Cottonwood Canyon Road to Marble Canyon
(13 miles, +2,200/-2,200 feet).
Winter nights in the tent are long! It was windy last night but not too cold. By the time the stars began to disappear, we were both ready to get out of our tents and hit the trail.
It was great being on trail this morning away from vehicles (though I whine too much — we only saw two jeeps and two motorbikes yesterday). The terrain definitely got more interesting as we passed by seasonal springs deep inside the narrowing canyon.
Once the sun made it above the horizon, it played on distant hillsides beneath low cloud banks that grazed the summits.
We occasionally passed depressions that recently had water, and some of the rocks in them showed classic patterns of salt around their edges.
After a couple of hours we made our way to Cottonwood Springs where the water from it was flowing down canyon through a green-hearted riparian forest.
Although the water was flowing beautifully in some places, I thought it would be best to wait until we got to the source of the water to collect it. But it turns out that was a bad idea! The source was buried underneath acres of brambles. We would have been better off collecting it in the creek about a quarter mile earlier….
We took a break, treated some water, had a snack, and then headed back to the north where Cottonwood Canyon dramatically opens up into a high wide valley.
The amazing thing about this part of our hike in Death Valley was — wait for it — the snow! The Cottonwood Mountains to the west of us were absolutely covered in it and it was gorgeous.
In the middle of the valley an old signpost told us we had come 3 miles from the spring. I couldn’t quite get a picture of it, but on the post was a very old cast iron sign that read “Injury to Post Punishable by State Prison.”
At this point we were near 4200 feet above sea level, and I could see some snow just above us on a hill about a quarter mile to the west, so I walked over there while Quercus took a break.
Unfortunately, in my enthusiasm I lost track of where I came from. Good thing Quercus was resting by a tall (uninjured) pole!
On the way back I startled a jack rabbit who was nice enough to freeze so I could take its photo. Notice also that its shadow is pointing to a large used shell casing on the ground (I packed it out).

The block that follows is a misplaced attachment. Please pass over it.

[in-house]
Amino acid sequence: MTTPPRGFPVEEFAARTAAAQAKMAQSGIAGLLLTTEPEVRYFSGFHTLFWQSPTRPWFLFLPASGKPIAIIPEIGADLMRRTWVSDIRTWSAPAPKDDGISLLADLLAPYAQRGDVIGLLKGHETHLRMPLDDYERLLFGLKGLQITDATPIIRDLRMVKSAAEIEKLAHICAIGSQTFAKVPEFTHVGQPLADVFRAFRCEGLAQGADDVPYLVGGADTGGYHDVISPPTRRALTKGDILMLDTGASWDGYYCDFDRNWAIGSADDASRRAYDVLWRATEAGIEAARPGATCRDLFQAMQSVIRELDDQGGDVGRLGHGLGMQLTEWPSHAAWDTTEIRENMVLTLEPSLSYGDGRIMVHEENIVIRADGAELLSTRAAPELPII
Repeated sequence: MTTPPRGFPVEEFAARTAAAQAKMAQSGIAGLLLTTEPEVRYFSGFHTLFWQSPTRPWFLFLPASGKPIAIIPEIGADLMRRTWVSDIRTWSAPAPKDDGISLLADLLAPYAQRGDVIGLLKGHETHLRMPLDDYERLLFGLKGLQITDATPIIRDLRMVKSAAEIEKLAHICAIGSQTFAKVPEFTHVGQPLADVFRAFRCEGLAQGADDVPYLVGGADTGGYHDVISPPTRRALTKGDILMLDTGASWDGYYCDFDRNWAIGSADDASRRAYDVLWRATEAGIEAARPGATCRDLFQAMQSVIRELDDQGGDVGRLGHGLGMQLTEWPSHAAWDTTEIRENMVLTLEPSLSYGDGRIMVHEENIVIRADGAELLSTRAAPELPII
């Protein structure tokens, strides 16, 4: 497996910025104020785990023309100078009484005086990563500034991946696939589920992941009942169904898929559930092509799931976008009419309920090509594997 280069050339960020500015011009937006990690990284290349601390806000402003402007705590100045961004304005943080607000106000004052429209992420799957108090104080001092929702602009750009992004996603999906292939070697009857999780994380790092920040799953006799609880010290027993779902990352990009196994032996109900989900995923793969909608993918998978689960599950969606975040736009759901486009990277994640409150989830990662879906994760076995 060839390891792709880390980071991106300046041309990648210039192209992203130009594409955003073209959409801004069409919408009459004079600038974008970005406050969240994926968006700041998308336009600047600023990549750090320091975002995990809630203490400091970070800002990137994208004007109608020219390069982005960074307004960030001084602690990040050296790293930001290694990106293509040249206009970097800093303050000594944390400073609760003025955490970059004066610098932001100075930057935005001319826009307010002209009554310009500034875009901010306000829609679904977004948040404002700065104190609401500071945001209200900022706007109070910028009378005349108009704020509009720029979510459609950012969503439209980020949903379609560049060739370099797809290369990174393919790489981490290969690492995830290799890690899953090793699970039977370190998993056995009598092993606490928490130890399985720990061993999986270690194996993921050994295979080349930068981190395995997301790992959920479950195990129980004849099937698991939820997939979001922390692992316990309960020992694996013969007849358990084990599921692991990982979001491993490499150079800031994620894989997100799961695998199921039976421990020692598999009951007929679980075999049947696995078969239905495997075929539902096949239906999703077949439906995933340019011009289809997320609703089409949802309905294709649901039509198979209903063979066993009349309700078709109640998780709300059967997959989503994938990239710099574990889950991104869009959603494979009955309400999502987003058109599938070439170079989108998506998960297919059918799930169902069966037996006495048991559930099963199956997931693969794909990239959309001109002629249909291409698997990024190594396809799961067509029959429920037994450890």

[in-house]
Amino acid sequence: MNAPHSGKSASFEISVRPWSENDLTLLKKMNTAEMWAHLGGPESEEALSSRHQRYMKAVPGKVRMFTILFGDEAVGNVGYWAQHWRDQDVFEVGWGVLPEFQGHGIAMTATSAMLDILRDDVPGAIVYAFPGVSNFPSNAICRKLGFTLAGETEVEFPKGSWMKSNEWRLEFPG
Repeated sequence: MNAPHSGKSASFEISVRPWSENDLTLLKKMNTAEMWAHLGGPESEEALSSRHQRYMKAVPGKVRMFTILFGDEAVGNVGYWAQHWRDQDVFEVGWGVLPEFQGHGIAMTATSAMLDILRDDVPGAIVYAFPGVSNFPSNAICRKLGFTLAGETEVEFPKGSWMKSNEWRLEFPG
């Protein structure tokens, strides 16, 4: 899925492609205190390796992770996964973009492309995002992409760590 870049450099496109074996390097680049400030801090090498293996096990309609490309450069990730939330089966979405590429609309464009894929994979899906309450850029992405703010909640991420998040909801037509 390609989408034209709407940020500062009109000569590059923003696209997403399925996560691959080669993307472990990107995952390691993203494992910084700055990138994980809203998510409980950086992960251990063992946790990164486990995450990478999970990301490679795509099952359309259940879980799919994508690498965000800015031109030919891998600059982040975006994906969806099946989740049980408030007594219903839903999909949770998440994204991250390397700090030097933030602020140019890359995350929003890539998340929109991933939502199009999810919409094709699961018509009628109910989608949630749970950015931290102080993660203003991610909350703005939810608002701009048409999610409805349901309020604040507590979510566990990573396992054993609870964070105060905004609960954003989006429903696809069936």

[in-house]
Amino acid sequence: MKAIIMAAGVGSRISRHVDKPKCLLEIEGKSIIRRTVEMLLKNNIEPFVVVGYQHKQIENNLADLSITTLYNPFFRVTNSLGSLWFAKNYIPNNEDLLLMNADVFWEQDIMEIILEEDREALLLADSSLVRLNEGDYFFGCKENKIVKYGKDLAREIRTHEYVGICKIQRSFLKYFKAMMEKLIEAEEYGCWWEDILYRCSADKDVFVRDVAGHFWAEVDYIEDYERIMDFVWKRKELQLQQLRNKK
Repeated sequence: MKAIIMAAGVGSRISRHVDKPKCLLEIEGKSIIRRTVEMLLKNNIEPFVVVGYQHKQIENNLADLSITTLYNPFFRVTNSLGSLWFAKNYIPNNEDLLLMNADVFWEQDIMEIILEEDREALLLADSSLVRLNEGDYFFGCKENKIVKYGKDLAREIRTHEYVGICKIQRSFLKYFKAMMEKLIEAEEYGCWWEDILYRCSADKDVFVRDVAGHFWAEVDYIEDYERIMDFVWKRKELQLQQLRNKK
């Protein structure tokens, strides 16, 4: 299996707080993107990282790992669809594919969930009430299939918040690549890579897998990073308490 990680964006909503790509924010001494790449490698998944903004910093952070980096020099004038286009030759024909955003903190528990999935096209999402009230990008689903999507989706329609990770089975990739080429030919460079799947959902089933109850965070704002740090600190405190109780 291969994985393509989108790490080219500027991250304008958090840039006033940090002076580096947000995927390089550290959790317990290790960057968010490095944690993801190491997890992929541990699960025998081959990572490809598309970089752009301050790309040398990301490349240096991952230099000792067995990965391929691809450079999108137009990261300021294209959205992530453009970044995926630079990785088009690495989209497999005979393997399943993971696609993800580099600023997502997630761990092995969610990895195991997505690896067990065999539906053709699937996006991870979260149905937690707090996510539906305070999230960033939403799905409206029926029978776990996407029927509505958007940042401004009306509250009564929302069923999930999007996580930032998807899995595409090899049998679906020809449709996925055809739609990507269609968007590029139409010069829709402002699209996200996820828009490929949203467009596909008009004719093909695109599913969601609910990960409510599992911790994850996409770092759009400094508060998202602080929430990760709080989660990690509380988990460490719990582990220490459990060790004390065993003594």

We continued up Cottonwood Canyon until we had to turn east towards a saddle that would take us over towards Dead Horse Canyon.
On the east side of the saddle we stopped for some lunch and then continued our journey.
The only tricky part of this hike is that we had to turn out of this new canyon (we called it “fake-out canyon”) to get over another saddle in order to descend into Dead Horse Canyon.
And while we did this the clouds got really dark and then opened up.
The rain lasted about 15 minutes, and then this:
The rainbow lasted for 15 minutes or so, almost going double while we dropped precipitously into Dead Horse Canyon. It was hard to keep my eyes on my feet with all that beauty in the air.
By 1:30pm we made it to another spring to refill our water bottles.
Below the spring the canyon got narrower and rockier, leading us to a series of waterfalls. The tallest one was smooth and an 8 foot drop, but someone had left a tree trunk there to help with the descent.
The trail flattened out a lot after the falls and the canyon opened up for a while in the afternoon light.
Grass was growing up in cracks in the mud where it was drying and shrinking, making striped patterns all over the canyon floor.
As the shadows grew longer, we entered the spectacular marble part of Marble Canyon.
After a while the canyon widened once again and we stumbled on some ancient pictographs on the canyon floor:
Quercus spotted a lovely wide flat bench above the wash in the canyon for us to pitch our tents and call it a day